The Accidental Time Machine - Themes - Science and Religion

Science and Religion

Matt, a physics graduate student, establishes himself as an atheist very early on in the novel, through sarcastic references to God and by referring to himself as an “Ex-Reform Jew atheist (95),” and an “atheist non-practicing Jew”. The strongest representation of this theme takes place in the theocratic society Matt visits on his fourth jaunt through time. It is in this time period that Matt meets Martha, a graduate assistant, at a future MIT where the "T" stands for Theosophy rather than Technology.

When Matt first encounters Martha, she devoutly believes in God, though as she and Matt travel through time, she becomes less and less sure of her beliefs, saying, when introduced to sex, “I’m not sure I anymore, either (233)". Near the end of his time in the theocratic time period, Matt meets a version of Jesus that only appears in holographic form. Later in the novel, a “holy land” is mentioned as being cordoned off by killer satellites called “Avenging Angels". This can be read as a criticism of the radical measures a repressive religious society will take to control its citizens and maintain its beliefs.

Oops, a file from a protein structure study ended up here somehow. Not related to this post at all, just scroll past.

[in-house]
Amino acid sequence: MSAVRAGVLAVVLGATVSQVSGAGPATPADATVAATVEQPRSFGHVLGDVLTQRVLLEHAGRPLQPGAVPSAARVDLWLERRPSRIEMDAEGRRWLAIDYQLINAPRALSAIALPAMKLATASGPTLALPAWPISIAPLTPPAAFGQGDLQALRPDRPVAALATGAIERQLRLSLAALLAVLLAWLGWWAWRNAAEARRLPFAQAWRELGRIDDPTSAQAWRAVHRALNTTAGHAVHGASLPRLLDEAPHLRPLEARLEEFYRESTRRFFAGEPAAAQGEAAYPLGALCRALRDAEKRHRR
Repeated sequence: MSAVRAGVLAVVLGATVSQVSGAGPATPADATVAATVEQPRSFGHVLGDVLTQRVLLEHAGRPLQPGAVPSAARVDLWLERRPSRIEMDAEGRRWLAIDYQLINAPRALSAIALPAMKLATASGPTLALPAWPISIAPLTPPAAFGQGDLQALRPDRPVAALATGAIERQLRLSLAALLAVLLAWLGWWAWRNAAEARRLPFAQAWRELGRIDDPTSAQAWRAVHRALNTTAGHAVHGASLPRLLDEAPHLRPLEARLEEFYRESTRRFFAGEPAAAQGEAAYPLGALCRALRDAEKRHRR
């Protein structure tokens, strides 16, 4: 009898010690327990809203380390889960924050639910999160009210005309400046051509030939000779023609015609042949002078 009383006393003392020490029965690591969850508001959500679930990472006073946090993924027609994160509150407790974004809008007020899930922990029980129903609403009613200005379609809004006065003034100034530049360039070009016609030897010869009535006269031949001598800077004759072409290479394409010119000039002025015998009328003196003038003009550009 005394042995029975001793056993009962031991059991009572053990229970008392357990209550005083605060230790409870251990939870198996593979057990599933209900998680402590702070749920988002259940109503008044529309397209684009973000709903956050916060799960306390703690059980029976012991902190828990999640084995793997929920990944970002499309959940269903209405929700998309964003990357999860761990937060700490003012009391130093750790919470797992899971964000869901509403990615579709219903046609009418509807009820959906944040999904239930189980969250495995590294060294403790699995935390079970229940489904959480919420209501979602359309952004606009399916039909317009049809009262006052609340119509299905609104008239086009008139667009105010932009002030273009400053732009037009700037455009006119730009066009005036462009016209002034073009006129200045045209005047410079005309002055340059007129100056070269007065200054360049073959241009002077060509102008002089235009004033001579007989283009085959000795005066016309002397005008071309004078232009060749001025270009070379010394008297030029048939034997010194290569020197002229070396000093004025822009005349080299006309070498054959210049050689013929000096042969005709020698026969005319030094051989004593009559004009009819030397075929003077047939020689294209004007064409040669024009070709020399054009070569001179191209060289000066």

Read more about this topic:  The Accidental Time Machine, Themes

Other articles related to "science and religion, religion, science, science and":

H. Allen Orr - Work - Philosophy, Science and Religion
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Vannevar Bush
11, 1890 – June 28, 1974) was an American engineer, inventor and science administrator known for his work on analog computers, for his role as an initiator and administrator of the Manhattan Project, for founding ... of some six thousand leading American scientists in the application of science to warfare ... he was in effect the first presidential science advisor ...

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